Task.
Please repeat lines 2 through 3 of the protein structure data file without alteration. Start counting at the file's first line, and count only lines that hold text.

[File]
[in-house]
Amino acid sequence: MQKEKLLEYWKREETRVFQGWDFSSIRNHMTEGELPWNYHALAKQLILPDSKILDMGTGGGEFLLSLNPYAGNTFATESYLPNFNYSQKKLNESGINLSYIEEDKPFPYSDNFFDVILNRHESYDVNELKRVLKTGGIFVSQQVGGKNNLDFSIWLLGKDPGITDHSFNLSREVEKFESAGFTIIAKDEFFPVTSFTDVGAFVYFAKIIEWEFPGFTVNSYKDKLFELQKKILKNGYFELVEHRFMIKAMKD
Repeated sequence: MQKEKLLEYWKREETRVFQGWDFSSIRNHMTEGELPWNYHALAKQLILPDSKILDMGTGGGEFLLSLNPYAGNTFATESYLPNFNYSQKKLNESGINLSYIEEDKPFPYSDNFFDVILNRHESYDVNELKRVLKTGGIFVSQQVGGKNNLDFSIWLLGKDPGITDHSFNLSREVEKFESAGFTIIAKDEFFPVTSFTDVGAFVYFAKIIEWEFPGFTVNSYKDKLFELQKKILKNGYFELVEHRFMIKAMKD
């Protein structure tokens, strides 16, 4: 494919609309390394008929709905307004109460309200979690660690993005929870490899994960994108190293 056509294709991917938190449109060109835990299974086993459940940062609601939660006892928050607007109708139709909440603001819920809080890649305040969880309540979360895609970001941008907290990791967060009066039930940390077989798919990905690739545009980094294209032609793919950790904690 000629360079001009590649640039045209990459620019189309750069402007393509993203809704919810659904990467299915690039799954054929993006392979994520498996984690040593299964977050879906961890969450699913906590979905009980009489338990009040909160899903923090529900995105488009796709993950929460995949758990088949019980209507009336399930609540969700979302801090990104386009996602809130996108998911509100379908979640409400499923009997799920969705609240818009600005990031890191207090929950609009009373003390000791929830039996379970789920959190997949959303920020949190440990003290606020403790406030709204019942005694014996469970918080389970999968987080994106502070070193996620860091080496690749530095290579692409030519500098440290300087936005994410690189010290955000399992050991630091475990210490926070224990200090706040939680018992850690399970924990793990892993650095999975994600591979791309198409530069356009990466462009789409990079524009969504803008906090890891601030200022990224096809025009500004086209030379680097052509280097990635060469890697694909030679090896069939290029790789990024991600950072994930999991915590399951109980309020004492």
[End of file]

Amino acid sequence: MQKEKLLEYWKREETRVFQGWDFSSIRNHMTEGELPWNYHALAKQLILPDSKILDMGTGGGEFLLSLNPYAGNTFATESYLPNFNYSQKKLNESGINLSYIEEDKPFPYSDNFFDVILNRHESYDVNELKRVLKTGGIFVSQQVGGKNNLDFSIWLLGKDPGITDHSFNLSREVEKFESAGFTIIAKDEFFPVTSFTDVGAFVYFAKIIEWEFPGFTVNSYKDKLFELQKKILKNGYFELVEHRFMIKAMKD
Repeated sequence: MQKEKLLEYWKREETRVFQGWDFSSIRNHMTEGELPWNYHALAKQLILPDSKILDMGTGGGEFLLSLNPYAGNTFATESYLPNFNYSQKKLNESGINLSYIEEDKPFPYSDNFFDVILNRHESYDVNELKRVLKTGGIFVSQQVGGKNNLDFSIWLLGKDPGITDHSFNLSREVEKFESAGFTIIAKDEFFPVTSFTDVGAFVYFAKIIEWEFPGFTVNSYKDKLFELQKKILKNGYFELVEHRFMIKAMKD